System Bits: July 29

Unlocking quantum glue for superconductivity; using 3D printing to develop human tissue.


Cooper Pairs
Researchers at the University of Illinois at Chicago, Cornell University and Brookhaven National Laboratory say they have unlocked what they’re calling quantum glue—the underlying basis for creating energy conduits without current loss.

In superconductors, electrical resistance vanishes below a critical temperature and conduction electrons form ordered pairs, known as Cooper pairs. And while lattice vibrations are still present, they can nudge electrons along rather than impeding their progress.

“For a long time, we were unable to develop a detailed theoretical understanding of this unconventional superconductor,” said Dirk Morr, professor of physics at the Univeristy of Illinois and principal investigator on the study. He noted that two crucial insights into the complex structure of CeCoIn5 were missing, the relation between the momentum and energy of electrons moving through the material, and the ‘quantum glue’ that binds the electrons into a Cooper pair.

By utilizing quasi-particle interference spectroscopy, they were able to precisely measure CeCoIn5 and predict a material’s superconducting properties. “We concluded that magnetism is the quantum glue underlying the emergence of unconventional superconductivity in CeCoin5,” he said.

Printing Human Tissue
A researcher at Renssalaer Polytechnic Institute won an award from the National Science Foundation for developing human tissue with 3D cell printing technology.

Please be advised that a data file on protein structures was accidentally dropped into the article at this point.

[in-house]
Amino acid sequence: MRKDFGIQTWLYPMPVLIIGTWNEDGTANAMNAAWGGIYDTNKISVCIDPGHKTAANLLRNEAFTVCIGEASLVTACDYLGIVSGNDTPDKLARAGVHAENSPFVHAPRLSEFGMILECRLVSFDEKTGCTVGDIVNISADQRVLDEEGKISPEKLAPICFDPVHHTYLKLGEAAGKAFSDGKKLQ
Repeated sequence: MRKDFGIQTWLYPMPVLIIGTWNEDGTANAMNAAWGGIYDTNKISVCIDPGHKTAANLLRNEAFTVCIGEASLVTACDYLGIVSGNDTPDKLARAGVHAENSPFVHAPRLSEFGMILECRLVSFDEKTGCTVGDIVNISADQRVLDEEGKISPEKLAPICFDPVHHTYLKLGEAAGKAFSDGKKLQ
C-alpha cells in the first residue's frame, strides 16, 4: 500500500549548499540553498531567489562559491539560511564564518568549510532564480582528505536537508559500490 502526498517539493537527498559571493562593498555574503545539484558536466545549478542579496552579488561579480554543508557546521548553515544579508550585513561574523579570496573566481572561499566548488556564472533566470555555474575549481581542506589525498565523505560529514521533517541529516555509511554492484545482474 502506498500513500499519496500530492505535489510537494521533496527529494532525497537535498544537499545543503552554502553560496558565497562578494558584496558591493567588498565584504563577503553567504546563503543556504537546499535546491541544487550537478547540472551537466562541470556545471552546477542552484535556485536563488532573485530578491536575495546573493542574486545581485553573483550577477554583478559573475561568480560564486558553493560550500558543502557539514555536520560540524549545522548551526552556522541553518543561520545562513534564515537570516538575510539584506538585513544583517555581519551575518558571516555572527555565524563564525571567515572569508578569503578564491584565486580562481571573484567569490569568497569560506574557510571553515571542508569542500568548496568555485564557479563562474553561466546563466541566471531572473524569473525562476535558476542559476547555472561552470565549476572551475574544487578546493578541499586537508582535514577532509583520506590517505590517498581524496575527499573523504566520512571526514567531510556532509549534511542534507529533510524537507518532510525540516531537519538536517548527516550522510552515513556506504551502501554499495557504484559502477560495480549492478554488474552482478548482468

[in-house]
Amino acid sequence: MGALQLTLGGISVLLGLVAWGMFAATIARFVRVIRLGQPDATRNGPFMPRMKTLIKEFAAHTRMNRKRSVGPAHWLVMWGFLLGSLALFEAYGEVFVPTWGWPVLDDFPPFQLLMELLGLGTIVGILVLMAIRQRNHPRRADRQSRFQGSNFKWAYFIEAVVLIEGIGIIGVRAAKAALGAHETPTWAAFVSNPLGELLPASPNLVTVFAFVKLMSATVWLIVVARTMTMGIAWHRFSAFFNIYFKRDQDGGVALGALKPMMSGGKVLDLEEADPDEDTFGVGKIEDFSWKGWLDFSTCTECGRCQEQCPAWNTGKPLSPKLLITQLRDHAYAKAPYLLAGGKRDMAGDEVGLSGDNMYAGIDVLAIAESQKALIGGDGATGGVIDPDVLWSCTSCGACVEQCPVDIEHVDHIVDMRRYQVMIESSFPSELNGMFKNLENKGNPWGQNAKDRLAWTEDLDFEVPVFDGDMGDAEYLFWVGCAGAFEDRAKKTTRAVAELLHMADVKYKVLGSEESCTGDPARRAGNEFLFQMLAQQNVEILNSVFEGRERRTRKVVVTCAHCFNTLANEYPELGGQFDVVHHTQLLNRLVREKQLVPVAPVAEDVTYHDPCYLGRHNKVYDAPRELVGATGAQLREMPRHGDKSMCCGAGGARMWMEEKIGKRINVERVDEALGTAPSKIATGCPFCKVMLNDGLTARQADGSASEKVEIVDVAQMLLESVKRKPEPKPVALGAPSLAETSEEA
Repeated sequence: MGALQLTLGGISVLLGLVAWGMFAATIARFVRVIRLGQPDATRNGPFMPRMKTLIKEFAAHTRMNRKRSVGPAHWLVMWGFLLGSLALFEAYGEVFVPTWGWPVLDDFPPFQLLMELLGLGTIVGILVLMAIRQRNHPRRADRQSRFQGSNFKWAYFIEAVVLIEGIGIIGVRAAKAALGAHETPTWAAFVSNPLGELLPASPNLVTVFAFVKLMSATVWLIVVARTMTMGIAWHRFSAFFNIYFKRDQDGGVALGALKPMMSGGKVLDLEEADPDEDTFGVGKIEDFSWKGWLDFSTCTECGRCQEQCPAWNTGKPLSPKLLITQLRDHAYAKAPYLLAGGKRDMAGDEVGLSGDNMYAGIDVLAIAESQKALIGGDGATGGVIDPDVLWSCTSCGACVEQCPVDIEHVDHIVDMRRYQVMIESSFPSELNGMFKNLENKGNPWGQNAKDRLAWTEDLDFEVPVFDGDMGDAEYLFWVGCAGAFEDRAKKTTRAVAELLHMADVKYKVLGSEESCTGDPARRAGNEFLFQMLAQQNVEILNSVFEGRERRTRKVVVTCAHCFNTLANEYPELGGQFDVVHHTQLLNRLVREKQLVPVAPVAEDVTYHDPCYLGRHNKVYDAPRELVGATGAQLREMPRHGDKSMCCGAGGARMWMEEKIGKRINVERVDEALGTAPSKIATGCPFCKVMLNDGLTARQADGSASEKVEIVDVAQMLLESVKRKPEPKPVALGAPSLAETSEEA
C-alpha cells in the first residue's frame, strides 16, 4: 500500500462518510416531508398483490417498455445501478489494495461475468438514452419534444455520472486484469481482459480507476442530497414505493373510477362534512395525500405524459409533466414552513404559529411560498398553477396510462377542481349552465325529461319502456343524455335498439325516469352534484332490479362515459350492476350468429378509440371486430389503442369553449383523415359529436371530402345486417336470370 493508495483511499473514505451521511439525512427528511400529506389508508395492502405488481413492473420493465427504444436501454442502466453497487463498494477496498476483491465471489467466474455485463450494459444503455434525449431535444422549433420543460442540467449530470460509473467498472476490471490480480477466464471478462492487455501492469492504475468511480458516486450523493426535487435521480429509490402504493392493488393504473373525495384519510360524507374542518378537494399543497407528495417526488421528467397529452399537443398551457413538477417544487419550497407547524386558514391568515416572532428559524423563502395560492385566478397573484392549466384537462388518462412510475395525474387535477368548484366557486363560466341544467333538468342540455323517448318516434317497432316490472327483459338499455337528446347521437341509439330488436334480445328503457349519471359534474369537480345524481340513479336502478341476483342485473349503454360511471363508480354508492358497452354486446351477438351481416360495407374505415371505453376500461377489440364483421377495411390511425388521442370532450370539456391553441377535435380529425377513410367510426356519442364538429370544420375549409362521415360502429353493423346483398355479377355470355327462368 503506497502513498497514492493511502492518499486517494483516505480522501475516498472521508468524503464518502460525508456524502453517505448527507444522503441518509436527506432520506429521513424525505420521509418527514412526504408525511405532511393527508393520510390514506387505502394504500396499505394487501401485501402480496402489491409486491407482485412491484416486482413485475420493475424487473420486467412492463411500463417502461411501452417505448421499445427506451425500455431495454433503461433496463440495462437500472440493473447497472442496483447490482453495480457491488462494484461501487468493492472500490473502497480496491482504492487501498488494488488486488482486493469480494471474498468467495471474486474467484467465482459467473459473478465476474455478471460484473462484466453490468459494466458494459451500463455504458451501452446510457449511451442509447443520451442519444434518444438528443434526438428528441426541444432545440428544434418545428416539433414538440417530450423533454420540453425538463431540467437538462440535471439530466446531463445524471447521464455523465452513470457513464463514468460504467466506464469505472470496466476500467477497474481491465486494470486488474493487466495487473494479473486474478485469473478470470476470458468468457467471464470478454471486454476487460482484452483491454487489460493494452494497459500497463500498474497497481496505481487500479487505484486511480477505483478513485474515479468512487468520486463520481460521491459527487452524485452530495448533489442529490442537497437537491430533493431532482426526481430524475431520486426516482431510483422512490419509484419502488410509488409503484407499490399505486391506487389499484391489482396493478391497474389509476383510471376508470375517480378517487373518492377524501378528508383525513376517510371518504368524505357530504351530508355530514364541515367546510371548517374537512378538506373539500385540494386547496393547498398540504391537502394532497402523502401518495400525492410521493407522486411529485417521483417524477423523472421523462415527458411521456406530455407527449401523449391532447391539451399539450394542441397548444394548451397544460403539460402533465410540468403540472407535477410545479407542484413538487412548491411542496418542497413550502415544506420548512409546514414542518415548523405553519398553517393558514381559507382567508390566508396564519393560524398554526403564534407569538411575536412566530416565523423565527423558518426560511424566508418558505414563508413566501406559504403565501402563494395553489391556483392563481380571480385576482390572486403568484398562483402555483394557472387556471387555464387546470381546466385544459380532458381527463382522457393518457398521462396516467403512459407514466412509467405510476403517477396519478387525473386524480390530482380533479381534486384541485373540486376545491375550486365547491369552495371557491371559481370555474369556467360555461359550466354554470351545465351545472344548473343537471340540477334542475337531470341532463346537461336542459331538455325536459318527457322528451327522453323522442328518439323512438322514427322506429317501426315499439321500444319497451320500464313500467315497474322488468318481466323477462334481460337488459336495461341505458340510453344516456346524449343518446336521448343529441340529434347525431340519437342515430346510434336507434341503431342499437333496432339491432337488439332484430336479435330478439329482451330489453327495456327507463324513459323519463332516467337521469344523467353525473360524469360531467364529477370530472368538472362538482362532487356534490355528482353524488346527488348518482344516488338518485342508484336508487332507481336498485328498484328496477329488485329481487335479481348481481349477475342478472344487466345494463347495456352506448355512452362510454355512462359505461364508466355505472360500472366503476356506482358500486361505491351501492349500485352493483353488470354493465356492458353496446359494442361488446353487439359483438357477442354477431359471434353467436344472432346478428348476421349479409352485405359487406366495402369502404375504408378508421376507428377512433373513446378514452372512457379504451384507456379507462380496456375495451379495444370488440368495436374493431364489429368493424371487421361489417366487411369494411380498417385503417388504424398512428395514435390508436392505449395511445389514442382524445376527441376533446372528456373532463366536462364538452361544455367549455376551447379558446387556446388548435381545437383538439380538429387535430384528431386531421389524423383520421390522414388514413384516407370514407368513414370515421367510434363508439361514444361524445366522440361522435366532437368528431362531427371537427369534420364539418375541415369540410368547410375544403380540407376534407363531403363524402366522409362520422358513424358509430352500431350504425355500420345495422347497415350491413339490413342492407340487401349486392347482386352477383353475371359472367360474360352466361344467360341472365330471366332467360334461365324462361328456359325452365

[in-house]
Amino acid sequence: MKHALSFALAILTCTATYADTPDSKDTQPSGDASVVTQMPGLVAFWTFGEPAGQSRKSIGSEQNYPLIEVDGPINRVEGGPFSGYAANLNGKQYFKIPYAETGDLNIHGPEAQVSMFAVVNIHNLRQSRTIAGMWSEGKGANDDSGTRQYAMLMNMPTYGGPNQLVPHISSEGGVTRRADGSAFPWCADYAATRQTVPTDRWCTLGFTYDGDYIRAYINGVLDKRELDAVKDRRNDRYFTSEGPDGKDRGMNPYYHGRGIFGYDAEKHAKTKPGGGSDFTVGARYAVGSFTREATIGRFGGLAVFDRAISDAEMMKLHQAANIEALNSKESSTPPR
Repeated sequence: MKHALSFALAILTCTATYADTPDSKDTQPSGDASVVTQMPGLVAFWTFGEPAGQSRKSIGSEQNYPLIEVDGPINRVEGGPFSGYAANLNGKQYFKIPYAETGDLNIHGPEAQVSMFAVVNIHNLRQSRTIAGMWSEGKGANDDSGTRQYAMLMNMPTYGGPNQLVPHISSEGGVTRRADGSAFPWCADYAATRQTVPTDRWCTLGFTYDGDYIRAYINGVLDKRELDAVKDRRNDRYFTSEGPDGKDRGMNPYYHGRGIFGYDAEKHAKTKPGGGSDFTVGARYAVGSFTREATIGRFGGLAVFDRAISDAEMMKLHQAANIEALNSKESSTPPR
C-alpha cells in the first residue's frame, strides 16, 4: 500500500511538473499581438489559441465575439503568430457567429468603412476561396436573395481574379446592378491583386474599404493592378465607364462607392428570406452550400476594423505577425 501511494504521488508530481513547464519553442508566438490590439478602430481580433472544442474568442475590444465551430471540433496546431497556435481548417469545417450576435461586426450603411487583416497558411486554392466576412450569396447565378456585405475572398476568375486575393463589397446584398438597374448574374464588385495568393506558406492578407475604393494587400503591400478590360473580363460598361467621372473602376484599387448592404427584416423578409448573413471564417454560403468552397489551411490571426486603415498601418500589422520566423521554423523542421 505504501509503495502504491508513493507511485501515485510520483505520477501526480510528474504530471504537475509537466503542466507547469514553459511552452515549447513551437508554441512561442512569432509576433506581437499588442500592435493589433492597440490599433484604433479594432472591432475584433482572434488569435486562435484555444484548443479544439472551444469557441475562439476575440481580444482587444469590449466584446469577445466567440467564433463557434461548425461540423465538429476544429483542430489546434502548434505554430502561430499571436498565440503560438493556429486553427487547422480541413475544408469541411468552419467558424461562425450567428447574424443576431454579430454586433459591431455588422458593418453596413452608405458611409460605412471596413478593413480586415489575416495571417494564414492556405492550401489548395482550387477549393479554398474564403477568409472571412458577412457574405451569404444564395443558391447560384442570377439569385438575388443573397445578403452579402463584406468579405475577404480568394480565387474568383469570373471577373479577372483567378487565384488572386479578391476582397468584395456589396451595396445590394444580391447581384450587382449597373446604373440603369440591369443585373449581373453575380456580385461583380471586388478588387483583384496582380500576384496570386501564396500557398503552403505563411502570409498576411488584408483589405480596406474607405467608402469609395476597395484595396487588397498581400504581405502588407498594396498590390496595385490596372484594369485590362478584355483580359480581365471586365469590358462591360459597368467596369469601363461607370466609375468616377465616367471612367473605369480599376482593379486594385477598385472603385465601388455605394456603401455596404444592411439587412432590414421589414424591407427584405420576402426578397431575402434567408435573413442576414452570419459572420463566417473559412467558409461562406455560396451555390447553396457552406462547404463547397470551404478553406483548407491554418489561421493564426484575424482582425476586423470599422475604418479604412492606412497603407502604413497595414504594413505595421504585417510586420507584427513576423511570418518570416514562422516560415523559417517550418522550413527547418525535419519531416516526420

Guohao Dai, assistant professor in the department of biomedical engineering at RPI, has created a “vascular niche” that replicates the native environment of neural cells. This is a major step forward for neural cells. While they are being studied for their ability to treat disease and nervous system damage, they are rare and difficult to use in a laboratory because they quickly lose their potency outside of their native environment. Adding this vascular niche reduces that challenge significantly.

“Adult neural stem cells hold so much promise for treating injury and disease, but they are extremely difficult to work with,” Dai said. “We believe that we can apply 3-D tissue printing technology to create a vascular niche that will prolong the life of the cells and, in turn, enable new opportunities for studying how they may be used to treat injury and fight disease.”

Research Image - Copy_0
Source: RPI

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